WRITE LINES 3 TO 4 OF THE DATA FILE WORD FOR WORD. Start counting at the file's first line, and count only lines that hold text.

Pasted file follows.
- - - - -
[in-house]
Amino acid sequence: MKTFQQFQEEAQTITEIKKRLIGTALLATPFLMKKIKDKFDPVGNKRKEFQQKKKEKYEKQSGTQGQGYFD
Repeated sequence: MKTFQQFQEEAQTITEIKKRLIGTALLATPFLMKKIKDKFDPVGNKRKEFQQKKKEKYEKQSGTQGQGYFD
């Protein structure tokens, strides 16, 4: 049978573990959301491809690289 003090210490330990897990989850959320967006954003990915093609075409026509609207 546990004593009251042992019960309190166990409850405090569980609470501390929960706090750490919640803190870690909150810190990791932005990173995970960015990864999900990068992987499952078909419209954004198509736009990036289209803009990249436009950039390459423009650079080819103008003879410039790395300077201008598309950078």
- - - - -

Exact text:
Repeated sequence: MKTFQQFQEEAQTITEIKKRLIGTALLATPFLMKKIKDKFDPVGNKRKEFQQKKKEKYEKQSGTQGQGYFD
């Protein structure tokens, strides 16, 4: 049978573990959301491809690289 003090210490330990897990989850959320967006954003990915093609075409026509609207 546990004593009251042992019960309190166990409850405090569980609470501390929960706090750490919640803190870690909150810190990791932005990173995970960015990864999900990068992987499952078909419209954004198509736009990036289209803009990249436009950039390459423009650079080819103008003879410039790395300077201008598309950078």